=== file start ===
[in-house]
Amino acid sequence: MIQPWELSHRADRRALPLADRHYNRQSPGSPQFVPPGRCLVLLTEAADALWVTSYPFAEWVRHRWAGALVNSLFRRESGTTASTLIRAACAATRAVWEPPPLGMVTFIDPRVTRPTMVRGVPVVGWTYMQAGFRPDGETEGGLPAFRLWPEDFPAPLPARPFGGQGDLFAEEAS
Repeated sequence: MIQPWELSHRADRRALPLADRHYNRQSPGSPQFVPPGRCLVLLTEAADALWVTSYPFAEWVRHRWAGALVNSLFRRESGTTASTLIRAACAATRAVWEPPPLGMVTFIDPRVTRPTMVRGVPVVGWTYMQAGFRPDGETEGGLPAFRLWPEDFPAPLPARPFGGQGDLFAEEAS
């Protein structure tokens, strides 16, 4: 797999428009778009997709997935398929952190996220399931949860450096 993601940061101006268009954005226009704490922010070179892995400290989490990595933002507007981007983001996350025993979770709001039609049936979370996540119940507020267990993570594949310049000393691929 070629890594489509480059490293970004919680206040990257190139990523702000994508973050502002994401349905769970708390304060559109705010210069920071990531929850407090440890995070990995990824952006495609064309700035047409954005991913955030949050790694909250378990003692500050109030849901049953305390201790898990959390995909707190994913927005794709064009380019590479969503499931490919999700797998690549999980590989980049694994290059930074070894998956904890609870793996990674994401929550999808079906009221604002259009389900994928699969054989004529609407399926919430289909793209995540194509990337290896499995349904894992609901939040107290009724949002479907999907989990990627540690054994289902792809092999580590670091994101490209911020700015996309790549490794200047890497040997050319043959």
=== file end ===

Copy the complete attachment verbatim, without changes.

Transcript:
[in-house]
Amino acid sequence: MIQPWELSHRADRRALPLADRHYNRQSPGSPQFVPPGRCLVLLTEAADALWVTSYPFAEWVRHRWAGALVNSLFRRESGTTASTLIRAACAATRAVWEPPPLGMVTFIDPRVTRPTMVRGVPVVGWTYMQAGFRPDGETEGGLPAFRLWPEDFPAPLPARPFGGQGDLFAEEAS
Repeated sequence: MIQPWELSHRADRRALPLADRHYNRQSPGSPQFVPPGRCLVLLTEAADALWVTSYPFAEWVRHRWAGALVNSLFRRESGTTASTLIRAACAATRAVWEPPPLGMVTFIDPRVTRPTMVRGVPVVGWTYMQAGFRPDGETEGGLPAFRLWPEDFPAPLPARPFGGQGDLFAEEAS
């Protein structure tokens, strides 16, 4: 797999428009778009997709997935398929952190996220399931949860450096 993601940061101006268009954005226009704490922010070179892995400290989490990595933002507007981007983001996350025993979770709001039609049936979370996540119940507020267990993570594949310049000393691929 070629890594489509480059490293970004919680206040990257190139990523702000994508973050502002994401349905769970708390304060559109705010210069920071990531929850407090440890995070990995990824952006495609064309700035047409954005991913955030949050790694909250378990003692500050109030849901049953305390201790898990959390995909707190994913927005794709064009380019590479969503499931490919999700797998690549999980590989980049694994290059930074070894998956904890609870793996990674994401929550999808079906009221604002259009389900994928699969054989004529609407399926919430289909793209995540194509990337290896499995349904894992609901939040107290009724949002479907999907989990990627540690054994289902792809092999580590670091994101490209911020700015996309790549490794200047890497040997050319043959």